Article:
Sunday, January 18, 2009

Wind From the Sea

Wind From the Sea
Andrew Wyeth, 1948


Many years ago, I encountered Andrew Wyeth's "Wind From the Sea" and sat rapt with the magazine in my lap for some time, entranced by the tattered lace curtains blowing in the unseen wind from the sea, by the old window and the rather bleak (in conventional terms anyway) landscape beyond the window.

At the time of my encounter with the painting, I was not old enough to read, and I had no idea what the painting was called or who had painted it, but I knew that here was something special, and that the image before me would be with me all the days of my life. A child has not the vocabulary to describe such things, but the painting was simply magnificent and it called me out of my child self, into it and somewhere else, over the hills and far away. It was compelling; it was stark and somber and poignant beyond words - it was liminal and absolutely magical. I have never forgotten, and I have indeed carried the image around with me ever since, all the days of my life.

Snow Hill
Andrew Wyeth, 1989


The subjects of Wyeth's much later and dreamlike "Snow Hill" are dancing merrily around a beribboned pole, not a May pole as one might think at first glance, but a winter pole crowned by an evergreen and surrounded by snow. We cannot see the faces of the six dancers, but they were all known to Wyeth as models, and they were friends at various times in his life: Karl and Anna Kuerner, Allan Lynch, Helga Testorf (model for the legendary Helga paintings), Bill Loper and Adam Johnson. On the hillside below is the Kuerner farm near Chadds Ford, Pennsylvania, a place known and loved by Wyeth in his childhood. In the distance we glimpse the railway tracks on which Wyeth's father (noted illustrator N.C. Wyeth) was killed with his young grandson in 1945. Wyeth once said jocularly that the subjects of this rather surreal painting were dancing around the pole in anticipation of his death because he had been so difficult to work with. The dancers certainly appear to be in a festive frame of mind, but if they are celebrating anything at all, it is Andrew's long and fruitful life and his art, not his demise.

To Andrew Wyeth, I owe my early engagement with the grandeur of life and the natural world, with the luminous, the magical, the wild and the fey which has sustained me for almost sixty years. Every trip I have ever taken into the woods with camera (or notebook and pen) had its genesis in my meeting with Andrew Wyeth's 1948 painting - every moment of wonder, every exposure, every entranced moment spent tracing shadows and shapes and textures in the wild.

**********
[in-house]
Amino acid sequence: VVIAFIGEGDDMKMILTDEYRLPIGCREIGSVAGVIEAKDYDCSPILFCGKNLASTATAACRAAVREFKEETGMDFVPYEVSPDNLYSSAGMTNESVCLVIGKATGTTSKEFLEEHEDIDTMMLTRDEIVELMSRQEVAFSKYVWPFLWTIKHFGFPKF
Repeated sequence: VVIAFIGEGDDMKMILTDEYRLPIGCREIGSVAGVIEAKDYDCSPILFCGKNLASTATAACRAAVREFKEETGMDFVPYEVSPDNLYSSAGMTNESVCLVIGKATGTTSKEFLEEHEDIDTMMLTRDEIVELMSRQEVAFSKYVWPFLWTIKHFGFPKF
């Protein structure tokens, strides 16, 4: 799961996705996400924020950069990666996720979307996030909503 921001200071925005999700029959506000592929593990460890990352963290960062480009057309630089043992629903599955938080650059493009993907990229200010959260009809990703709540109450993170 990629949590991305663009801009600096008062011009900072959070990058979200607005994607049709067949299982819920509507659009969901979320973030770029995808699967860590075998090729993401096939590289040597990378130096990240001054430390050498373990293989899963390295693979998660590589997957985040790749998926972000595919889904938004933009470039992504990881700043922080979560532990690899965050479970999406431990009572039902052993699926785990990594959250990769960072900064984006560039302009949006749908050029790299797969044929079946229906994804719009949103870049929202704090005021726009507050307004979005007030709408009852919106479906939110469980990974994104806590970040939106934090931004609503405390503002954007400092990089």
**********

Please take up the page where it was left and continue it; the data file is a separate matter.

Andrew Wyeth died two days ago in his sleep at the ripe old age of ninety-one, and I never had a chance to thank him. How I wish it had been otherwise. He gave me the world, and the eyes with which to truly see it. What child could ask for more?

6 comments:

Tabor said...

I have visited the museum about a decade ago and loved the work there. Much of it haunting in a nice way.

Quiet said...

Thank you for introducing the beautiful Wyeth painting, 'Wind from the Sea'.

I don't know Wyeth at all but will now explore his work. It is the second time you have introduced something quite new and beautiful to me on this site.

Wyeth's painting brings back childhood memories for me. Although I grew up in hot, dry and scrubby country, we had open windows with lace curtains a little like this one and my memories are tinted with the sepia of time.

Suzanne said...

Thank you for this loving tribute and the beautiful energy of appreciation you send out with every word. I feel it goes to him now in a much more direct way than he could have experienced in his physical form.

artiseternal said...

Thank you for this tribute to Wyeth. I grew up and studied art in an era that valued Expressionism, Minimalism Conceptualism and not Realism. It was considered almost a dirty word.
When I met Andrew Wyeth through reproductions, I was in love forever with his astounding ability to capture not only the object but the deep mood and mystery of things.
I have two books of his works, one of them being the Helga paintings. They are such a pleasure to see. What a master!
Your tribute was so beautifully written.
K

Sky said...

oh, how i love his work, too. i have a beautiful print of "around the corner" matted and framed in our guest room and an intriguing photograph of the house and meadow in "christina's world" framed and placed on our mantel in the living room. it was taken by a photographer in maine; i recognized the house at once, the house which later became a museum housing his work. i remember when i first saw his work, how compelling it was, how appealing it was. he lived a long and productive life; we have lost an extraordinary artist.

Deborah Carr said...

Such an exquisite expression of gratitude. Oh, but that each one of us could earn such an epitaph.

I do so enjoy your thoughtful expressions.